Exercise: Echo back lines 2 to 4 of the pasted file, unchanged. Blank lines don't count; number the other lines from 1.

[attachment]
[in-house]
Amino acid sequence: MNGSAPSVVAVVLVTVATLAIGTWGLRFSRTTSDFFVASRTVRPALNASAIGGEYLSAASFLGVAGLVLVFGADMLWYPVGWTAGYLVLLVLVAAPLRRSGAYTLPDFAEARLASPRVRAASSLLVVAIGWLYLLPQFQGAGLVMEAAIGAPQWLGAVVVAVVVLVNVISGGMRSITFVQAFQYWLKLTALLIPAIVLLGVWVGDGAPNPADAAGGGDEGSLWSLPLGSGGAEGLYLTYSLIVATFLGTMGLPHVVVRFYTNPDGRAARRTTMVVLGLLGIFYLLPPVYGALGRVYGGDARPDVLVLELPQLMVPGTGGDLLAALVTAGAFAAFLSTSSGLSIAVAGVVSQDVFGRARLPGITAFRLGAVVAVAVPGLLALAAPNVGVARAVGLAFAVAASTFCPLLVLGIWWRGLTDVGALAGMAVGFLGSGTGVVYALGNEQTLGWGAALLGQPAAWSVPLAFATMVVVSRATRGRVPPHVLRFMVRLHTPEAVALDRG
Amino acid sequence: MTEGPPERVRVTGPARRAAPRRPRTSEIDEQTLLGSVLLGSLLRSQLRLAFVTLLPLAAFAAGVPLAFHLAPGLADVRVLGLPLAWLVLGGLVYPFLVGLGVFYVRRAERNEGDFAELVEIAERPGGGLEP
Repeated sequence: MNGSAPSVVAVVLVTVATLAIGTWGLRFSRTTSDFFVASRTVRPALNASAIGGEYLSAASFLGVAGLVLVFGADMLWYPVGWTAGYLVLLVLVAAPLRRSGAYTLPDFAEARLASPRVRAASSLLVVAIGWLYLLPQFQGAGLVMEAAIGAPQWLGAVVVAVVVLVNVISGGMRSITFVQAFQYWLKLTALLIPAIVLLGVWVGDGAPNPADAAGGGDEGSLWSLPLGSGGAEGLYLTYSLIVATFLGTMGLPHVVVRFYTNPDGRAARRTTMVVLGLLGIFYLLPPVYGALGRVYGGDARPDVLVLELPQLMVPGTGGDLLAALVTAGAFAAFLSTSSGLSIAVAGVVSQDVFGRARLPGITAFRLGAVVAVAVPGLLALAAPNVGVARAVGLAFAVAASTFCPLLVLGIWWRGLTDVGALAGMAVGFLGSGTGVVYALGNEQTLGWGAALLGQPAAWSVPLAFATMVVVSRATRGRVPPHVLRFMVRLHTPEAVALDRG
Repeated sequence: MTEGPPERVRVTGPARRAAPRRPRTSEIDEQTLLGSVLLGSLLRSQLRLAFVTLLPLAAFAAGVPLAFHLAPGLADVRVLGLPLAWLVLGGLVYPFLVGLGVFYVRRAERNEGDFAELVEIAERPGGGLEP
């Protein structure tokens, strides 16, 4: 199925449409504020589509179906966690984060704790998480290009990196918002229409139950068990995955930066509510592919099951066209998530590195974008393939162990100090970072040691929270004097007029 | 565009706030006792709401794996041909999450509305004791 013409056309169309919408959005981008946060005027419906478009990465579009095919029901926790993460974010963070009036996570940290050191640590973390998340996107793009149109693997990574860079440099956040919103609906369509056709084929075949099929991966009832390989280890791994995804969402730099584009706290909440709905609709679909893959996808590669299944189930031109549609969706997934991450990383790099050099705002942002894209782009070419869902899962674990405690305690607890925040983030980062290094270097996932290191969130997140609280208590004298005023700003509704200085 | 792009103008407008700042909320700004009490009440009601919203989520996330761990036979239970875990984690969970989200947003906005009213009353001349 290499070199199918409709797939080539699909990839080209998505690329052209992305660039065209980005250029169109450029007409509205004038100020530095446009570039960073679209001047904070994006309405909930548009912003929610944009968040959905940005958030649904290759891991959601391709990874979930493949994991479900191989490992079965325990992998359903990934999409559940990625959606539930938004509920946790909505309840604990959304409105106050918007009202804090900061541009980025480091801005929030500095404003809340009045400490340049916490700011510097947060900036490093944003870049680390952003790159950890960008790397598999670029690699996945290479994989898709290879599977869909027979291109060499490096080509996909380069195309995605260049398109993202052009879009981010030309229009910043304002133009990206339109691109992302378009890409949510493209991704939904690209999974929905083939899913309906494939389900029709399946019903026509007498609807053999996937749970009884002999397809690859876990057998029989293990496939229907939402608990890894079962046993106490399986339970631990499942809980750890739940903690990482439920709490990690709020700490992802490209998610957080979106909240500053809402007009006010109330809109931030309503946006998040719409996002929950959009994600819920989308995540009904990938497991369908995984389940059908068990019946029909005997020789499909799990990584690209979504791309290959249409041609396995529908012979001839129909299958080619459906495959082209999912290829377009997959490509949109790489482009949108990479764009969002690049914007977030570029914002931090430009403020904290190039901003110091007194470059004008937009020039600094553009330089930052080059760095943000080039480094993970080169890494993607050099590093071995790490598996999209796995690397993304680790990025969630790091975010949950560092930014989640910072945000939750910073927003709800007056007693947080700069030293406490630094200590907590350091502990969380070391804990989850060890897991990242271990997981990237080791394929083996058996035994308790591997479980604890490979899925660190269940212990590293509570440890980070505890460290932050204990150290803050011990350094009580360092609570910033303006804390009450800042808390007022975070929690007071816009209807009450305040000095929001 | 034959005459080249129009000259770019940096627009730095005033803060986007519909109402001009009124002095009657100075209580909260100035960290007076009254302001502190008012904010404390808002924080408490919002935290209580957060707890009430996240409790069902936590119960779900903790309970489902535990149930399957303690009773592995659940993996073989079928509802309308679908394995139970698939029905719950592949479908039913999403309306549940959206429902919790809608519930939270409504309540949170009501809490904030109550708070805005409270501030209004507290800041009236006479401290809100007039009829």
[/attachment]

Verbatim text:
Amino acid sequence: MNGSAPSVVAVVLVTVATLAIGTWGLRFSRTTSDFFVASRTVRPALNASAIGGEYLSAASFLGVAGLVLVFGADMLWYPVGWTAGYLVLLVLVAAPLRRSGAYTLPDFAEARLASPRVRAASSLLVVAIGWLYLLPQFQGAGLVMEAAIGAPQWLGAVVVAVVVLVNVISGGMRSITFVQAFQYWLKLTALLIPAIVLLGVWVGDGAPNPADAAGGGDEGSLWSLPLGSGGAEGLYLTYSLIVATFLGTMGLPHVVVRFYTNPDGRAARRTTMVVLGLLGIFYLLPPVYGALGRVYGGDARPDVLVLELPQLMVPGTGGDLLAALVTAGAFAAFLSTSSGLSIAVAGVVSQDVFGRARLPGITAFRLGAVVAVAVPGLLALAAPNVGVARAVGLAFAVAASTFCPLLVLGIWWRGLTDVGALAGMAVGFLGSGTGVVYALGNEQTLGWGAALLGQPAAWSVPLAFATMVVVSRATRGRVPPHVLRFMVRLHTPEAVALDRG
Amino acid sequence: MTEGPPERVRVTGPARRAAPRRPRTSEIDEQTLLGSVLLGSLLRSQLRLAFVTLLPLAAFAAGVPLAFHLAPGLADVRVLGLPLAWLVLGGLVYPFLVGLGVFYVRRAERNEGDFAELVEIAERPGGGLEP
Repeated sequence: MNGSAPSVVAVVLVTVATLAIGTWGLRFSRTTSDFFVASRTVRPALNASAIGGEYLSAASFLGVAGLVLVFGADMLWYPVGWTAGYLVLLVLVAAPLRRSGAYTLPDFAEARLASPRVRAASSLLVVAIGWLYLLPQFQGAGLVMEAAIGAPQWLGAVVVAVVVLVNVISGGMRSITFVQAFQYWLKLTALLIPAIVLLGVWVGDGAPNPADAAGGGDEGSLWSLPLGSGGAEGLYLTYSLIVATFLGTMGLPHVVVRFYTNPDGRAARRTTMVVLGLLGIFYLLPPVYGALGRVYGGDARPDVLVLELPQLMVPGTGGDLLAALVTAGAFAAFLSTSSGLSIAVAGVVSQDVFGRARLPGITAFRLGAVVAVAVPGLLALAAPNVGVARAVGLAFAVAASTFCPLLVLGIWWRGLTDVGALAGMAVGFLGSGTGVVYALGNEQTLGWGAALLGQPAAWSVPLAFATMVVVSRATRGRVPPHVLRFMVRLHTPEAVALDRG